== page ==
Hiring and firing can be costly. Some businesses have decided to incorporate pre-employment tests into their hiring process to filter candidates. Pre-employment knowledge tests are becoming more common as specific skill sets and specializations are now in high demand. Employers can use these kinds of tests to make sure the skills an applicant has listed are accurate and to ensure that, if hired, the individual is placed within the correct department where they can be the most successful.
While HR software for your business may be able to help you process payroll and administer benefits, hiring is more personal and requires more insight than staying current on legislation. If you choose to use a pre-employment test in your hiring process, here are a few things to keep in mind.
Top 3 Considerations For Pre Employment Screening
3. Aptitude vs. Ability
Studies have shown that pre employment screening tests are fairly accurate in predicting a candidate’s potential for success. Someone may have the ability to complete designated tasks, but their aptitude to do so will demonstrate natural abilities and their potential for developing that skill set. A pre-employment test will demonstrate who has the ability to do something with ease and talent, and who can simply complete what is at hand. In one study, incorporating pre-employment tests into its selection process resulted in a 28 percent increase in salesperson productivity. While two people may have the skill set of a salesperson, a pre-employment test could provide insight into which candidate will be more successful with your company.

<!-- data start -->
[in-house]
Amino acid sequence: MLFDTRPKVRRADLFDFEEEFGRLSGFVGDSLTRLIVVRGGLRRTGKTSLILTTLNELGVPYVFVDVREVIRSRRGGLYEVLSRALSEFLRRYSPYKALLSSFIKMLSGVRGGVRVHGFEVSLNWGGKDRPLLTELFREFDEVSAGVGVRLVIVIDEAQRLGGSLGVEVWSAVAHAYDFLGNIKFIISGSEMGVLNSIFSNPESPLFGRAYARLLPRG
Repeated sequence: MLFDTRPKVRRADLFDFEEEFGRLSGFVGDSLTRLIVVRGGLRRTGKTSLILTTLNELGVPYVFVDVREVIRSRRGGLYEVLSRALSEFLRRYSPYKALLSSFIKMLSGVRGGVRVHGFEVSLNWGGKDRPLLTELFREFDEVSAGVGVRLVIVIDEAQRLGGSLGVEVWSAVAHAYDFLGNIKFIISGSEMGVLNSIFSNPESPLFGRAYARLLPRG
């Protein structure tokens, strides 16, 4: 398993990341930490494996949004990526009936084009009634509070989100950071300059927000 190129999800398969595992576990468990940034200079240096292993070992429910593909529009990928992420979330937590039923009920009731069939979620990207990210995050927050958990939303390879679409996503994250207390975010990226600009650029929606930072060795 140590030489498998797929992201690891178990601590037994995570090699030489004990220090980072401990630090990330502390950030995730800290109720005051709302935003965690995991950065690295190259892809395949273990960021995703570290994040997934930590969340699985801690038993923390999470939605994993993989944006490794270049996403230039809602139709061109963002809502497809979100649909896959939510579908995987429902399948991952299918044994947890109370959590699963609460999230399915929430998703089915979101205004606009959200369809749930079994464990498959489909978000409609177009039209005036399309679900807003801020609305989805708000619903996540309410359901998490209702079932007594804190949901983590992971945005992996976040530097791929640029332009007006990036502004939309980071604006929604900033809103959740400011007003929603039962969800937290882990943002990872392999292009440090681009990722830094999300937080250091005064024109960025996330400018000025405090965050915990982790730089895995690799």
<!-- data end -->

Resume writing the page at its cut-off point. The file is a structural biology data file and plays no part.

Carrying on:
2. Strengths and Weaknesses
A pre-employment screening test can accurately assess a person’s strengths and weaknesses. This is especially helpful if your team has a skill deficiency and you’re looking to fill the void. Interviews alone may not be able to provide you with the information you’re after, but a pre-employment can provide further evidence for whether or not someone can fill the open position well.
In the same study mentioned earlier, they also examined the relationship between test scores and average sales per hour and found that employees who received high scores on the test sold, on average, $106.35 of goods per hour, while those who received low test scores sold only $83.27 per hour.
1. Employee Retention
If your company has a high turnover rate, pre-employment tests may be worth considering. Often times, employers will hire based on what is in a they resume and after an interview. All candidates are looking to stand out and this could mean an embellishment in what know about specific programs or industries. When this happens, the employee may not meet expectations and may need to be let go. With pre-employment tests, you may be able to increase employee retention while reducing the costs associated with turnover.
While one survey found that 63.2 percent of businesses with over one hundred employees use tests during hiring compared to around a third of organizations with less than ten members of staff, they aren’t for every business and every position. Knowledge or pre-employment screening tests may be able to provide you with some insight into a person’s skills, but they shouldn’t be the final say in whether or not your business chooses to hire a candidate. On top of that, not all pre-employment screening tests are created equal.
Make sure that your business has different pre employment screening tests for different departments and roles so you can get more accurate results. If you choose to use a knowledge or pre employment screening test, make sure it’s a good fit for the position and isn’t the only determinant in whether or not someone is hired.